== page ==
Saturday, February 20, 2010

The Back Story

It was an ordinary day, in fact.

But at some point I wondered, Do you count the times when your thoughts are interrupted by a flash of pain so intense that you think you will not get to the next moment?

Karen commented that she wonders whether rituals like Ash Wednesday are perhaps made for those who need to be broken open to the hurt in the world. Perhaps. I know that I feel no desire for more of it.

Gabriele wrote a beautiful post in which she talks about a shift in her feelings about Ash Wednesday after years of avoidance.

Last week I responded to two questionnaires produced by graduate students studying parental loss to suicide. Both of them were designed for parents in the first two years of loss, and I gathered from the questions that the students have some kind of idea that the pain recedes by the end of the second year.

I think that they are going to find that they need to reframe their studies and start over,

But then, it does change. It does. And it must become fairly invisible.

Otherwise, why would you even ask how often a parent thinks about her lost child? Isn't "all day long" the obvious answer? No one will respond to any of the other choices on the surveys.

One of my professors was astonished when I explained, in January, that I had come late to every class in December because he insisted that we open the class by singing Advent hymns and I simply couldn't stand to begin the day that way.

A friend whose husband is close to death wondered what she would do with his clothing, and expressed some kind of combination of surprise and horror when I said that I haven't done anything about clothes yet. "It takes that long?" she asked.

The presenter of that webinar my advisor and I watched last week advised clinicians to rethink their assumptions about length and intensity of grief when it comes to parents who have lost children to suicide. I think that that suggestion applies to parents who have lost childen by any means at all.

And no, I didn't count the times yesterday.

But late last night I went outside to move cars around and there was a U-haul truck parked in front of one of the houses across the street and I felt a sharp breath contract my chest. We rented a U-Haul in Chicago that October to bring our son's belongings home. I have had the same reaction whenever I have encountered one of those trucks when I have been out driving. I have lost many of the memories of those few days, but the feelings associated with them are almost as strong as they were originally.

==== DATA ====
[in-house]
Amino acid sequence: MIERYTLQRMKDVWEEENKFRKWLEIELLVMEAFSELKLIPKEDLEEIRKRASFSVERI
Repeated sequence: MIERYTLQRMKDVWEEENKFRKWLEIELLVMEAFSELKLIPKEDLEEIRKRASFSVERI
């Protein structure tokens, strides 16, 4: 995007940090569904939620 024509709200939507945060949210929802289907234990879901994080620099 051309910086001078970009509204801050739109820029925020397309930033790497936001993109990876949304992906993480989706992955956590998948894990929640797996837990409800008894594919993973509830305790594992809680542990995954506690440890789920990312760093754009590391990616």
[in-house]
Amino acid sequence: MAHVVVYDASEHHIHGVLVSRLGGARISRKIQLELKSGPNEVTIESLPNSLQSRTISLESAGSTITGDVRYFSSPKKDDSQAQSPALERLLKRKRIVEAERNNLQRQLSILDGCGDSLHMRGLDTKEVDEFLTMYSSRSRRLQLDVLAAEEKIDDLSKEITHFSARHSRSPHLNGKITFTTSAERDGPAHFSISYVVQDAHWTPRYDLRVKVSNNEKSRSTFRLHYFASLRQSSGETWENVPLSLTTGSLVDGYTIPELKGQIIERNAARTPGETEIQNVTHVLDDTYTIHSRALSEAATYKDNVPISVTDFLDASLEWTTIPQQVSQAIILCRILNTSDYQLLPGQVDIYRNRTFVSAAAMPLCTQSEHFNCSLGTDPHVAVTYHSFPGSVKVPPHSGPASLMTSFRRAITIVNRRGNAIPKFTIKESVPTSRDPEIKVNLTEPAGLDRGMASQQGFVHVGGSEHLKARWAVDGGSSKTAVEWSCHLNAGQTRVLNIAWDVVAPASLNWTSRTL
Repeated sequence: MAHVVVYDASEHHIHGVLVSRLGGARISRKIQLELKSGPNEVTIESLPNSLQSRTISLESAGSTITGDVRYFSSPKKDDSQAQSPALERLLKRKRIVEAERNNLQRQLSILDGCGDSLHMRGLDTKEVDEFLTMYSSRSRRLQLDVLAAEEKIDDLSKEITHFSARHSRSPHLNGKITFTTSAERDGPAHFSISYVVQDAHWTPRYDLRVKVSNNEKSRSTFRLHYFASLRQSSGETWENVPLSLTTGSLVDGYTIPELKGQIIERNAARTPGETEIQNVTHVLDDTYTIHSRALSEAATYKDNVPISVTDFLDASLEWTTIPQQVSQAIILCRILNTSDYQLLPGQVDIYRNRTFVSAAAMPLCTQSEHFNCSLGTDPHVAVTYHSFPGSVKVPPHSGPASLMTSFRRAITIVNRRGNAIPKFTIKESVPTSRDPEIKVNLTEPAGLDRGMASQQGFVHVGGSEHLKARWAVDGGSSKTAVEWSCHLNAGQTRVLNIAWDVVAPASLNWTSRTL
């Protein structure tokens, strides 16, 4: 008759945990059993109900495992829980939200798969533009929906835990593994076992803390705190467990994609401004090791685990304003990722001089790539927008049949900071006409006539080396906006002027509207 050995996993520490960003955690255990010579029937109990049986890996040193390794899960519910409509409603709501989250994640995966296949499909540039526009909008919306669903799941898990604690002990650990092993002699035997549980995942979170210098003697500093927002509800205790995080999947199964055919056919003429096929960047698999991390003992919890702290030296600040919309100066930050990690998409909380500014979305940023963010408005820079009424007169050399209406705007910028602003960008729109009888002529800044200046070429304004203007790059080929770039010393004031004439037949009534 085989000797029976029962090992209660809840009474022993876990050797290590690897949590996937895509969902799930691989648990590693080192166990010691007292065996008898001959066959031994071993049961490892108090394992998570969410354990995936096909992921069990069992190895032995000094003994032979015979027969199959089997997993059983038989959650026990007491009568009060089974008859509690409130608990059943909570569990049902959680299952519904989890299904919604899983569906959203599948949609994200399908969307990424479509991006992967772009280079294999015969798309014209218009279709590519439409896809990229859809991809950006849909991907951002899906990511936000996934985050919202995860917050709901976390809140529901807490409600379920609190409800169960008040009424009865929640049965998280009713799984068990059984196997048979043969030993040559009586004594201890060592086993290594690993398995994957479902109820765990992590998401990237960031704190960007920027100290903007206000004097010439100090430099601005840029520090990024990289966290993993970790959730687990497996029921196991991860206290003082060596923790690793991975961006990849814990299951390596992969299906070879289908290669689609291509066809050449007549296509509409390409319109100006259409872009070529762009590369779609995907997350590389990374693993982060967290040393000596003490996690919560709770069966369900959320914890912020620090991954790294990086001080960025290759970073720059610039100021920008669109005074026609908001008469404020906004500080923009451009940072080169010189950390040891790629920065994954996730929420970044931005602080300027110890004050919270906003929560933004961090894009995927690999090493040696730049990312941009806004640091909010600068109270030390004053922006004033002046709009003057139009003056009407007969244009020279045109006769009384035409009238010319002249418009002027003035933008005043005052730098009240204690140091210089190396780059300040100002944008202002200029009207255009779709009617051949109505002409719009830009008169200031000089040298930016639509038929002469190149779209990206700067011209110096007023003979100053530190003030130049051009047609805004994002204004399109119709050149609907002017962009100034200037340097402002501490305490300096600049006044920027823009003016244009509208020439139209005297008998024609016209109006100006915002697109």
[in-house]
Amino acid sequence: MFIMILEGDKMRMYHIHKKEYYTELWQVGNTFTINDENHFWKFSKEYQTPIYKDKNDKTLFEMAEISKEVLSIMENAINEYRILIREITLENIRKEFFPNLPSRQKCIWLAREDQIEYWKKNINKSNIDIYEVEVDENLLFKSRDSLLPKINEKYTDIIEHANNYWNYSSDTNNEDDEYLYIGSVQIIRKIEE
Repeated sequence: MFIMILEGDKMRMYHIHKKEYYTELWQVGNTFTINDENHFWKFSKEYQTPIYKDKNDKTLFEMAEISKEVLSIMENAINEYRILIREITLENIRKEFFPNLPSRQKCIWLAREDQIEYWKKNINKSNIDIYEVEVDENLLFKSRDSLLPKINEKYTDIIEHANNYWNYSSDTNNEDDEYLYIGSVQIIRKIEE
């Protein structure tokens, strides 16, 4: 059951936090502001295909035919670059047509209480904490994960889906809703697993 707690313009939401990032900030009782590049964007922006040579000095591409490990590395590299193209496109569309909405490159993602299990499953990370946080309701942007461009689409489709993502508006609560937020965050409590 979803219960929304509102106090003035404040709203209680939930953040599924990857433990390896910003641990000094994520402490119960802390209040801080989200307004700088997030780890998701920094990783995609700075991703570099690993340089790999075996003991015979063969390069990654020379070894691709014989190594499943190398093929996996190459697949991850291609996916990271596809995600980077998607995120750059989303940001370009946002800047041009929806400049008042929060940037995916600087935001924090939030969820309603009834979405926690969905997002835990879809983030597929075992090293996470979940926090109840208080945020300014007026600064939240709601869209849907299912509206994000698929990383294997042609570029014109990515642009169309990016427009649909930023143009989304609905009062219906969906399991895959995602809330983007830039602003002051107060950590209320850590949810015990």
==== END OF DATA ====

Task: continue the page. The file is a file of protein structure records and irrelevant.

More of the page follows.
A U-Haul. Only the last of maybe a dozen things yesterday that stopped me in my interior tracks.


karen gerstenberger said...

This kind of thing happens to me a LOT. It's such a relief to know I'm not alone, not crazy (though, of course, I'm not happy that you are going through it). For me, it's encountering things that she loved, or things I assumed we were going to do together; actually, it's hundreds of other things, as well. And it does break into whatever I am doing, and it STOPS me. Just: STOP. And the feeling is like, "Oooof." A punch in the gut.

I think you're right: as time moves along, it gets to be a bit less frequent, as in, not all day long, every day. Then perhaps, it's the bigger things, more traumatic things, that stick out the most. Like the UHaul. I'm so sorry, GG. My heart is with you.

You are going to teach those students very valuable lessons by your honest responses.

Karen said...

Is it possible to feel so much pain that you just stop feeling? I feel like I'm holding my breath again...underwater...not thinking...not feeling...just floating...waiting for it all to go away. It's either/or, and neither option is pretty. My heart is with you. It's a terrible thing when a U-Haul truck, and a hundred other common items, become a trauma trigger.

Cynthia said...


Ruth Hull Chatlien said...

Sending you hugs. That's all I can say.

April said...

Been a while since I wrote. On Mon.15th post, I would like to add one. "Good will come out of this and you will grow from the experience" - What the hell does this mean?! It's going on 3 years and as far as I can tell there's no good for anyone in the family.

Stratoz said...

reading about U-Hauls made me think about fig newtons.